A very British demolition of Britain's Iraq invasion

There may be some who will deride the Chilcot report as a whitewash, because it does not contain tabloid-style indictments of Tony Blair or Jack Straw.

But in its very British, factual, understated way, its 2.6m words are a devastating critique of Blair and his government - of a failed and unnecessary war that cost countless and mostly civilian Iraqi lives, sent British soldiers to their deaths, destroyed any hope of stability in Iraq and made Britain more vulnerable to terrorism.

At a time when our national self-confidence is being sorely tested by the realisation we are a long way from having a detailed plan for how to thrive outside the EU, Chilcot is another shattering blow to our international reputation and our pride.

Tony Blair addresses the House of Commons about possible war with Iraq in 2003. Credit: PA

How to put this into context?

Well 60 years ago the Suez crisis engendered a deep sense of national shame, that scarred us and conditioned our politics for many years.

Our Iraq adventure, combined with our failure to prepare in detail for Brexit, may be as bad for us or worse.

Later today, Jeremy Corbyn will apologise for the misguided actions of a Labour government in taking the UK to war in March 2003. Tony Blair will again refuse to concede he made a terrible mistake.

In the circumstances of Labour's deep division between its leader Corbyn allied with its members on the one hand and Labour MPs on the other, Chilcot may in fact be the hammer that destroys the party in any recognisable form.

Jeremy Corbyn chaired a press conference for the 'Don't Attack Iraq' coalition in 2003. Credit: PA

If you are feeling strong enough, let's go through Chilcot's critique that we were wrong to go to war when we did, and we were appallingly negligent in our failure to prepare for the aftermath of conflict.

Here are the main findings:

1) When we went to war in March 2003, "there was no imminent threat from Saddam Hussein.

2) "The strategy of containment could have been adapted and continued for some time"

3) The UK military role in Iraq "ended a very long way from success"

4) "The circumstances in which it was decided that there was a legal basis for UK military action were far from satisfactory"

5) By going to war the UK was "undermining the [UN] Security Council's authority", in that most members of the council were rightly unconvinced that peaceful options to disarm Iraq had been exhausted.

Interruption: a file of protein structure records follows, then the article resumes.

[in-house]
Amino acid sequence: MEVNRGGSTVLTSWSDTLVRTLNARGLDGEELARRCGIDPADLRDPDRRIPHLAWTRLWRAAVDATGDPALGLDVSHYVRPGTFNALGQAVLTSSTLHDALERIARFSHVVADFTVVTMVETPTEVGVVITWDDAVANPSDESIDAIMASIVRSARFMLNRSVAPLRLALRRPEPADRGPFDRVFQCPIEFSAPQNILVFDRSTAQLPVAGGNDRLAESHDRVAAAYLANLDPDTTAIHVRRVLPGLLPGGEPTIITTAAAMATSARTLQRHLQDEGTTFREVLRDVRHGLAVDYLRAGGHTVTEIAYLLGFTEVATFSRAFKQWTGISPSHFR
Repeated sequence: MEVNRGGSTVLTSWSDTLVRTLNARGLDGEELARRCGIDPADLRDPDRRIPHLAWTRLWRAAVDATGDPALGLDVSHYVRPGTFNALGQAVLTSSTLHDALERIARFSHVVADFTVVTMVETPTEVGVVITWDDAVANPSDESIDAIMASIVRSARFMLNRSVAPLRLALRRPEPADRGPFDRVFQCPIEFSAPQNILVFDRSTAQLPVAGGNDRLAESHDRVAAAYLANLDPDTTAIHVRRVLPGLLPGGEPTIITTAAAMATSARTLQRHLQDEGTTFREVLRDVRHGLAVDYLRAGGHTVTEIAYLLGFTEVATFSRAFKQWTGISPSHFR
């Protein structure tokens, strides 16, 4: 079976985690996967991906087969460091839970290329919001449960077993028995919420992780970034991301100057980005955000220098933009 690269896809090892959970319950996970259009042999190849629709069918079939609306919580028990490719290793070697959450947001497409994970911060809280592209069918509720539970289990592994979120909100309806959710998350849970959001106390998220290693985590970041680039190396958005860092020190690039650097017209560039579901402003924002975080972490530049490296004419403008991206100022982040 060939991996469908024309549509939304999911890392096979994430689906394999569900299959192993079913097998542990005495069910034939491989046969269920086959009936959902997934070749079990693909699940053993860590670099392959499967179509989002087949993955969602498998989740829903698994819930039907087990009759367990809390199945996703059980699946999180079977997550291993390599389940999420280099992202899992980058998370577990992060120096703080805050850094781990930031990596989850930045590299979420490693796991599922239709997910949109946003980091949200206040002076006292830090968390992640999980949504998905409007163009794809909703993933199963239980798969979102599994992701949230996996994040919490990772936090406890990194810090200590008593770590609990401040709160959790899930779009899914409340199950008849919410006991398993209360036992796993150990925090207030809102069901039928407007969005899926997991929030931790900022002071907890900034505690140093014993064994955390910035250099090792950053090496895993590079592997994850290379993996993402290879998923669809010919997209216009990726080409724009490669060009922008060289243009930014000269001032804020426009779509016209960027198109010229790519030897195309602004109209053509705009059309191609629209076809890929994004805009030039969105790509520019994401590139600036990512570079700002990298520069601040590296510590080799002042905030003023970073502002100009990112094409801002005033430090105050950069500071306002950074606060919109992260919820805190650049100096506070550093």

6) There was a grotesque and systematic absence of proper cabinet oversight of almost all the important Iraq decisions, with far too much power residing in Blair

British Marines in Iraq. Credit: PA

7) Policy on Iraq was made on the basis of "flawed intelligence and assessments", which should have been challenged, such as that Iraq possessed significant stockpiles of weapons of mass destruction, the means to deliver them and the capability for further build up.

8) Blair was correctly warned "that military action [in Iraq] would increase the threat from Al Qaida to the UK and to UK interests" - which was at odds with his statement to MPs that the threat from Saddam's arsenal posed a clear danger to British citizens.

9) Blair's view that we had to stand shoulder to shoulder with the US is derided by Chilcot, who points out that the decision of France and Germany to oppose the war has not done significant damage to their respective relationships with the US.

10) Cabinet "did not discuss the military options or their implications"

11) Chilcot disagrees with Blair that "the difficulties encountered in Iraq after the invasion could not have been known in advance" - and says that "the risks of internal strife in Iraq, active Iranian pursuit of its interests, regional instability and Al Qaida activity in Iraq were each explicitly identified before the invasion"

Tony Blair poses with Jack Straw, the UN Chief Weapons Inspector, Hans Blix, and the Head of International Atomic Energy Agency Mohamed El Baradei in 2003. Credit: PA

12) "Ministers were aware of the inadequacy of US plans" to deliver stability in post-invasion Iraq.

13) Blair "did not establish clear ministerial oversight of UK planning and preparation" and "did not ensure that there was a flexible, realistic and fully resourced plan that integrated UK military and civilian contributions, and addressed the known risks".

14) The British government's preparations "failed to take account of the magnitude of the task of stabilising, administering and reconstructing Iraq, and of the responsibilities which were likely to fall to the UK".

15) "The scale of the UK effort in post-conflict Iraq never matched the scale of the challenge" and "Whitehall departments and their ministers failed to put collective weight behind the task".

Sir John Chilcot. Credit: PA

16) The ministry of defence was "slow in responding to the threat from Improvised Explosive Devices" and "delays in providing adequate medium weight patrol vehicles should not have been tolerated".

17) UK defence resources were chronically overstretched by their deployment in both Afghanistan and Iraq.

18) It was "humiliating that the UK" made a bargain with Basra militias to end the targeting of our forces for the exchange of detainees.

The lessons of the tragic Iraq intervention are legion. Some have already been learned. Others the government will learn.

But for most readers of Chilcot there are two overwhelming emotions: national regret and national shame.